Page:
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After Real Estate Bust, a Legal Remedy for Buyer’s Remorse

By: Christine Haughney

October 20th, 2010


Rebecca Schlanger used her life savings for a down payment on an apartment in Miami. Now she is suing to get her money back, under a 1968 federal law intended to protect buyers from unscrupulous developers and brokers.

In May 2008, a few months before the financial industry’s meltdown, the shipping executive Vasilis Bacolitsas signed up to buy a $3.4 million apartment at the Brompton, a luxury condominium tower being built on the Upper East Side.

The building went up as the real estate market went down, and Mr. Bacolitsas and his wife sought a $600,000 reduction in the purchase price. When they did not get it, they decided they did not want the apartment anymore. Their contract, like virtually all real estate contracts, required that they surrender the $510,000 deposit.

But last month, a judge ruled that the couple could walk away with their money. It was one of a series of recent rulings in New York and other states that have enraged developers and given an escape hatch to buyers who signed contracts at the worst possible time, before one of the biggest real estate meltdowns in decades.

The 1800 Club building in Miami. Ms. Schlanger and other buyers are suing Aslan Palachi, the developer.

Ms. Schlanger signed a contract at the 1800 Club.

The buyers – some wealthy, some not – are successfully using a 1968 federal law intended to protect buyers of out-of-state land from unscrupulous developers or brokers. But in many of these cases, the properties have been built as advertised.

Instead, lawyers for the buyers are finding fault in wording that technically violates the law in contracts or other paperwork – language that few developers or lawyers paid much attention to during the long real estate boom. Lawyers have won back deposits for errors as simple as failing to give buyers a legal description of the property or to register the building with the Department of Housing and Urban Development, a basic requirement that many companies nonetheless overlooked.

“The statute was never designed for purchasers of luxury condominiums in urban areas to get out of contracts because of changes in the economy,” said Bruce H. Lederman, a lawyer defending developers in two such cases out of Long Island City, Queens. “It was designed to protect unsophisticated out-of-state purchasers like Jackie Gleason in ‘The Honeymooners’ from Florida swampland schemes.”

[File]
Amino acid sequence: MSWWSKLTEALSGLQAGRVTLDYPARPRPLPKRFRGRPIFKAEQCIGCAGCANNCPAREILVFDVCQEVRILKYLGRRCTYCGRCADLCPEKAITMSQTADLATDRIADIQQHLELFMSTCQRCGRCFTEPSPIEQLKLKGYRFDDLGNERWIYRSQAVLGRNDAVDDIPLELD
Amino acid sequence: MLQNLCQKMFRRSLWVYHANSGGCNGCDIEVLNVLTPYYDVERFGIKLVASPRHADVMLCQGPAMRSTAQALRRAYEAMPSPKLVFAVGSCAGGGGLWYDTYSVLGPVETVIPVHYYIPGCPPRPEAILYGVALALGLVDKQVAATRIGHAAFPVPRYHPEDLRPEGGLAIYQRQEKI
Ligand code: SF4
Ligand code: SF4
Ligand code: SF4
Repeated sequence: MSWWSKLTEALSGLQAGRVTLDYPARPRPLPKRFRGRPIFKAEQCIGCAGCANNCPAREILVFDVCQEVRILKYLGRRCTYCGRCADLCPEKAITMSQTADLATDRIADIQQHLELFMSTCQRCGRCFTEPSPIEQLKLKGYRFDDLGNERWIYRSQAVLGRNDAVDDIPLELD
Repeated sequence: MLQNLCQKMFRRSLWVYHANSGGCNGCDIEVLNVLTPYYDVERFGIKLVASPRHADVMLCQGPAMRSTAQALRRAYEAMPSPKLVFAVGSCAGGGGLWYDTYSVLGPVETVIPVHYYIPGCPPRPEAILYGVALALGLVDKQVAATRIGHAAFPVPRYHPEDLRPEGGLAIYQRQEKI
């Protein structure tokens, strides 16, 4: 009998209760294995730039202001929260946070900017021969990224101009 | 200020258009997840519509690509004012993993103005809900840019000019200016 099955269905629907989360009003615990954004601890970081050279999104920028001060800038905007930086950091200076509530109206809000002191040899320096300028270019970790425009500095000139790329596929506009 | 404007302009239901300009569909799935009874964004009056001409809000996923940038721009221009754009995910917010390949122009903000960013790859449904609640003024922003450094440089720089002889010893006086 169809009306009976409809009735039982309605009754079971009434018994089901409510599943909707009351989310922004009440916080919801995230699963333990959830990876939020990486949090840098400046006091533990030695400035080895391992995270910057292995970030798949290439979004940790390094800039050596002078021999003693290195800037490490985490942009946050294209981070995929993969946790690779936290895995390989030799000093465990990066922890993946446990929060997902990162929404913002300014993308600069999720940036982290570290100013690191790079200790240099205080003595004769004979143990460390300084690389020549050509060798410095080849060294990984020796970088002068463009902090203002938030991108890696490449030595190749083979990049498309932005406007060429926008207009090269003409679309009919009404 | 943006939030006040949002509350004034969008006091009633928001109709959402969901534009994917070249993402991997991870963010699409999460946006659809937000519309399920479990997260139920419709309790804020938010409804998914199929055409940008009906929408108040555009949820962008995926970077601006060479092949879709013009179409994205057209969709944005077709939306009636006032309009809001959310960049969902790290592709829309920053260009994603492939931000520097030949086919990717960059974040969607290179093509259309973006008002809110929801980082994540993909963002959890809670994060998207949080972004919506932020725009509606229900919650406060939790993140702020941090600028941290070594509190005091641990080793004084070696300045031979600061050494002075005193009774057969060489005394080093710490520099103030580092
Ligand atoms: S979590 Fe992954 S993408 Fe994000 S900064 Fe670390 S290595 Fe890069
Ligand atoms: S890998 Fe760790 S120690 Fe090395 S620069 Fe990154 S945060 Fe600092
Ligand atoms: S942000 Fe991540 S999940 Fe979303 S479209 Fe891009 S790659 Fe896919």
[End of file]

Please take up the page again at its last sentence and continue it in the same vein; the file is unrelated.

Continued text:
But lawyers who represent buyers argue that this use of the law legitimately helps people who, because of changing conditions, conclude that buying such an apartment is no longer advisable.

“The crash of the market resulted in people losing their jobs, No. 1, and No. 2, the tightening of the credit market meant they couldn’t get the loans they needed to buy the property,” said Adam Leitman Bailey, who represented Mr. Bacolitsas and a number of other buyers in cases involving the law, known as the Interstate Land Sales Full Disclosure Act, or ILSA. “We had to find some law to help these people, and that’s what ILSA did. Desperation inspired creativity.”

In July, a federal appeals court reinstated a lawsuit filed by eight buyers who had deposited $25,000 to $80,000 on new homes in Falls Church, Va., ruling that the wording of the developer’s contracts did not comply with the law. Two decisions over the summer in Florida – including one allowing a New Jersey couple to win back a $50,000 deposit on a townhouse in Port St. Lucie – favored buyers.

In August, a federal judge in Manhattan ruled in favor of three buyers who had placed about $300,000, combined, in down payments for apartments at 111 Fulton Street, a building known as the District. Late last month, Judge Paul A. Crotty of Federal District Court in Manhattan ruled that two buyers of a condominium conversion at 20 Pine Street may get their deposits back if they can prove that they would have pulled out earlier had the developer informed them about their rights under ILSA, according to the buyers’ lawyer, Lawrence Weiner.